Some 80 million unexploded bombs are scattered across the country -- the deadly legacy of what became known as America's "secret war" in Laos -- a CIA-led mission during the Vietnam War.
The operation was aimed at blocking Vietnam's supply lines on the Ho Chi Minh Trail in the south of Laos, and also to support the Laos government loyalists in a civil war against communist forces in the north.
In total, between 1964 and 1973, the US dropped more than two million tons of bombs -- one of the heaviest aerial bombardments in history. Most of the munitions dropped were cluster bombs, which splinter before impact, spreading hundreds of smaller bomblets -- known locally as "bombies."
To this day, less than 1% of the bombs have been removed, according to US-based NGO Legacies of War, which is spearheading the campaign to clear them.
"We were all but forgotten here," says the Laos-born founder of Legacies of War, Channapha Khamvongsa. But the people of Laos can't forget, as the "secret war" is still claiming victims.
One of Combat Flip Flops's charity partners is MAG America. MAG’s work has helped more than 16 million people in conflict-affected communities in over 40 countries since 1989, giving them greater safety and the opportunity to rebuild their lives, livelihoods and futures.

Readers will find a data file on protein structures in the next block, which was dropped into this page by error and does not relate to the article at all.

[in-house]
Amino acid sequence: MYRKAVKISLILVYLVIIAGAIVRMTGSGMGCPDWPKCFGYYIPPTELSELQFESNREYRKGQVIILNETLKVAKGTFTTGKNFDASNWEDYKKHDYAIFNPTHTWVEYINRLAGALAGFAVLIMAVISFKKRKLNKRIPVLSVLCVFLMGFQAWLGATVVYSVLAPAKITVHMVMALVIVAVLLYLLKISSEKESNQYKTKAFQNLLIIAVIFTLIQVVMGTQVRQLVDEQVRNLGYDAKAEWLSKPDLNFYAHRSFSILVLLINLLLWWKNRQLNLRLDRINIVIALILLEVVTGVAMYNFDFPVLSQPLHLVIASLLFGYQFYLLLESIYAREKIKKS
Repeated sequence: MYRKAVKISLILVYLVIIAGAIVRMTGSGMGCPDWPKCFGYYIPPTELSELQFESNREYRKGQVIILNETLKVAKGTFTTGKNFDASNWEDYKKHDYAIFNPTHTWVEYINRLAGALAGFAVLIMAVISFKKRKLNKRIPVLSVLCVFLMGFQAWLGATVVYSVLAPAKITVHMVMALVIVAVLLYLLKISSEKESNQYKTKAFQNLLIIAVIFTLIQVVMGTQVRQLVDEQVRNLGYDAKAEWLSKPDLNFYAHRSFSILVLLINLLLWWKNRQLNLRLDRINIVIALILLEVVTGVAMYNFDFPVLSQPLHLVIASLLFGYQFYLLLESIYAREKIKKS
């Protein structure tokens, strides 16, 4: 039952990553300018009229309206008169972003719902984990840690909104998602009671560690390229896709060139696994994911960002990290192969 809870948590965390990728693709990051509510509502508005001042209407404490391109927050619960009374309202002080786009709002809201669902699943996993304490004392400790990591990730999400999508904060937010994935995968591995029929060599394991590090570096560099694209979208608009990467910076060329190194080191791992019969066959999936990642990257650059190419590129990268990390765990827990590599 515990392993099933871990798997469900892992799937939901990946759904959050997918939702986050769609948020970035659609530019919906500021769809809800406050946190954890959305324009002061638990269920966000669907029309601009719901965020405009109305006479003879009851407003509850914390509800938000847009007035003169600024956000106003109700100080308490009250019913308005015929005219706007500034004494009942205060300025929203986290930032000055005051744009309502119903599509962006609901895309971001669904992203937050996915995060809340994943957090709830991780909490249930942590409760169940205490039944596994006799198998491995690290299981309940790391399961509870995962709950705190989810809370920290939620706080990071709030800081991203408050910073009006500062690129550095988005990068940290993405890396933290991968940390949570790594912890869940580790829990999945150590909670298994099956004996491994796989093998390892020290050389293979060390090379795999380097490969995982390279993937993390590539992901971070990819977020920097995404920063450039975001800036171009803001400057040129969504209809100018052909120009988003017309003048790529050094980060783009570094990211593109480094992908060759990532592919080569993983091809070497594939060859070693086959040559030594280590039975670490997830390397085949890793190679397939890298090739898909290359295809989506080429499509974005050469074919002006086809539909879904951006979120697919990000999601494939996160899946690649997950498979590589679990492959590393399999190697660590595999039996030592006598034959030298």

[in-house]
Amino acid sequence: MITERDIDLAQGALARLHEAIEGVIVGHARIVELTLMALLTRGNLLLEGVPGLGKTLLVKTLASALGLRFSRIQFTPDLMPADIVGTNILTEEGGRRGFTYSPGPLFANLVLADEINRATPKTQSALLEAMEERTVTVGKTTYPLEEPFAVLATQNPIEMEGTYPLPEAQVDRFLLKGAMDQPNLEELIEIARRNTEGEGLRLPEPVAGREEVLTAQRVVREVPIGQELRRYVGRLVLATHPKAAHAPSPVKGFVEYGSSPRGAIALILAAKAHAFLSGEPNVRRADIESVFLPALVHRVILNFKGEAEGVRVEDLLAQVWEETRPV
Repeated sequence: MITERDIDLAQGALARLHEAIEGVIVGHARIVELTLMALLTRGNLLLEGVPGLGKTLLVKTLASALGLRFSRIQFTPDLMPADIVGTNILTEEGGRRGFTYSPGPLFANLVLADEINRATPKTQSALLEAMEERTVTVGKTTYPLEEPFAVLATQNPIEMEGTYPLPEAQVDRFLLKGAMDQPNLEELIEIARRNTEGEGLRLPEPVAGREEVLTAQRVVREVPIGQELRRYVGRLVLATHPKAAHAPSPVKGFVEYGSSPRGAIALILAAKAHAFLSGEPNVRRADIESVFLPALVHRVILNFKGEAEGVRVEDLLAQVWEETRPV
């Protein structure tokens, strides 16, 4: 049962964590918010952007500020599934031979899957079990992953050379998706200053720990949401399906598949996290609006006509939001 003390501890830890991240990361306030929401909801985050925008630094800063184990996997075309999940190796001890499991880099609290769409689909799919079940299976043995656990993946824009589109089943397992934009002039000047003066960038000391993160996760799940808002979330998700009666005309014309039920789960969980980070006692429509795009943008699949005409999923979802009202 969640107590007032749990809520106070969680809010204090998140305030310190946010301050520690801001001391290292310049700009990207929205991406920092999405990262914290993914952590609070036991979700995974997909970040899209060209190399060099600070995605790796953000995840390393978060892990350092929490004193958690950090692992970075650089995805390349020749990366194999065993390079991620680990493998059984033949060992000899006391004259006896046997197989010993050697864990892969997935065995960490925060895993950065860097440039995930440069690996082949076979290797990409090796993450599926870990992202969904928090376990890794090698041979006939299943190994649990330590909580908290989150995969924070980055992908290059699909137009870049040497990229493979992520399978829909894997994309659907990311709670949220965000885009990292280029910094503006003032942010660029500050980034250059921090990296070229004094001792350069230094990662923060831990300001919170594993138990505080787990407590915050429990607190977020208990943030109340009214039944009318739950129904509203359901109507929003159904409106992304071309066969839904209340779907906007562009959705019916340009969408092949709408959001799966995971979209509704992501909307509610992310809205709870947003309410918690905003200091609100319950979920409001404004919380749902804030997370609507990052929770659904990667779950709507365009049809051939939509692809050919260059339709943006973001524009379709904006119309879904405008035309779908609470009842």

MAG helps people to be safe from landmines and unexploded ordnance (UXO), free from danger, free from fear. They find landmines before children do.
By removing unexploded landmines and UXO from land and destroying them, they enable communities to grow more food and make a better living, access better health services, and know that their children can walk to school in safety.
After MAG makes land safe, schools are improved and new ones constructed and refurbished, new homes built and agricultural land freed up.
Once roads are clear of landmines, trade routes can reopen, while NGOs and other organisations are able to reach remote areas to deliver humanitarian aid and development projects.
MAG has found and destroyed more than 700 landmines and unexploded items per day – day in day out – for 25 years. That’s 5,000 items each and every week for a quarter of a century.